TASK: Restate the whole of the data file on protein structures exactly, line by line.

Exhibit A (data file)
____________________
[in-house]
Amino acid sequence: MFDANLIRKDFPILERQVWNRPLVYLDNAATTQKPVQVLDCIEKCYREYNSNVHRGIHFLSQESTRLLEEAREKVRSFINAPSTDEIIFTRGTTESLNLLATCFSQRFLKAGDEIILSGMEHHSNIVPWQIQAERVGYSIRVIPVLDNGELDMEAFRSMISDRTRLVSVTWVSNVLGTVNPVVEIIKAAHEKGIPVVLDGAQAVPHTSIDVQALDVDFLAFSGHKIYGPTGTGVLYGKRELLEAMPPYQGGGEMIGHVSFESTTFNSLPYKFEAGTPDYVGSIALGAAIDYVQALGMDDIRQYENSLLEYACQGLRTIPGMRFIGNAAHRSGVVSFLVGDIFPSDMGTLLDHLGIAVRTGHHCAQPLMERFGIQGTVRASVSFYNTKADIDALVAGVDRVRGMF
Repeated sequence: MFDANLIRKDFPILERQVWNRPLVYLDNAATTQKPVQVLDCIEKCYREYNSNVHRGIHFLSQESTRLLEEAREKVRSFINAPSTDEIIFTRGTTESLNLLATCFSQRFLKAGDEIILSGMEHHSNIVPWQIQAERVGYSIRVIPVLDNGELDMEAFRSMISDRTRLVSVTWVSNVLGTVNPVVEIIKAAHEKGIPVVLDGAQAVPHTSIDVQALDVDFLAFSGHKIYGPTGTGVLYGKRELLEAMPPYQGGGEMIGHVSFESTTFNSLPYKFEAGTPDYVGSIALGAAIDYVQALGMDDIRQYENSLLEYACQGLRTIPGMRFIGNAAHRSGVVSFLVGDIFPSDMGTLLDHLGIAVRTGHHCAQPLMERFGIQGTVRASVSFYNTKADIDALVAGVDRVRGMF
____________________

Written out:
[in-house]
Amino acid sequence: MFDANLIRKDFPILERQVWNRPLVYLDNAATTQKPVQVLDCIEKCYREYNSNVHRGIHFLSQESTRLLEEAREKVRSFINAPSTDEIIFTRGTTESLNLLATCFSQRFLKAGDEIILSGMEHHSNIVPWQIQAERVGYSIRVIPVLDNGELDMEAFRSMISDRTRLVSVTWVSNVLGTVNPVVEIIKAAHEKGIPVVLDGAQAVPHTSIDVQALDVDFLAFSGHKIYGPTGTGVLYGKRELLEAMPPYQGGGEMIGHVSFESTTFNSLPYKFEAGTPDYVGSIALGAAIDYVQALGMDDIRQYENSLLEYACQGLRTIPGMRFIGNAAHRSGVVSFLVGDIFPSDMGTLLDHLGIAVRTGHHCAQPLMERFGIQGTVRASVSFYNTKADIDALVAGVDRVRGMF
Repeated sequence: MFDANLIRKDFPILERQVWNRPLVYLDNAATTQKPVQVLDCIEKCYREYNSNVHRGIHFLSQESTRLLEEAREKVRSFINAPSTDEIIFTRGTTESLNLLATCFSQRFLKAGDEIILSGMEHHSNIVPWQIQAERVGYSIRVIPVLDNGELDMEAFRSMISDRTRLVSVTWVSNVLGTVNPVVEIIKAAHEKGIPVVLDGAQAVPHTSIDVQALDVDFLAFSGHKIYGPTGTGVLYGKRELLEAMPPYQGGGEMIGHVSFESTTFNSLPYKFEAGTPDYVGSIALGAAIDYVQALGMDDIRQYENSLLEYACQGLRTIPGMRFIGNAAHRSGVVSFLVGDIFPSDMGTLLDHLGIAVRTGHHCAQPLMERFGIQGTVRASVSFYNTKADIDALVAGVDRVRGMF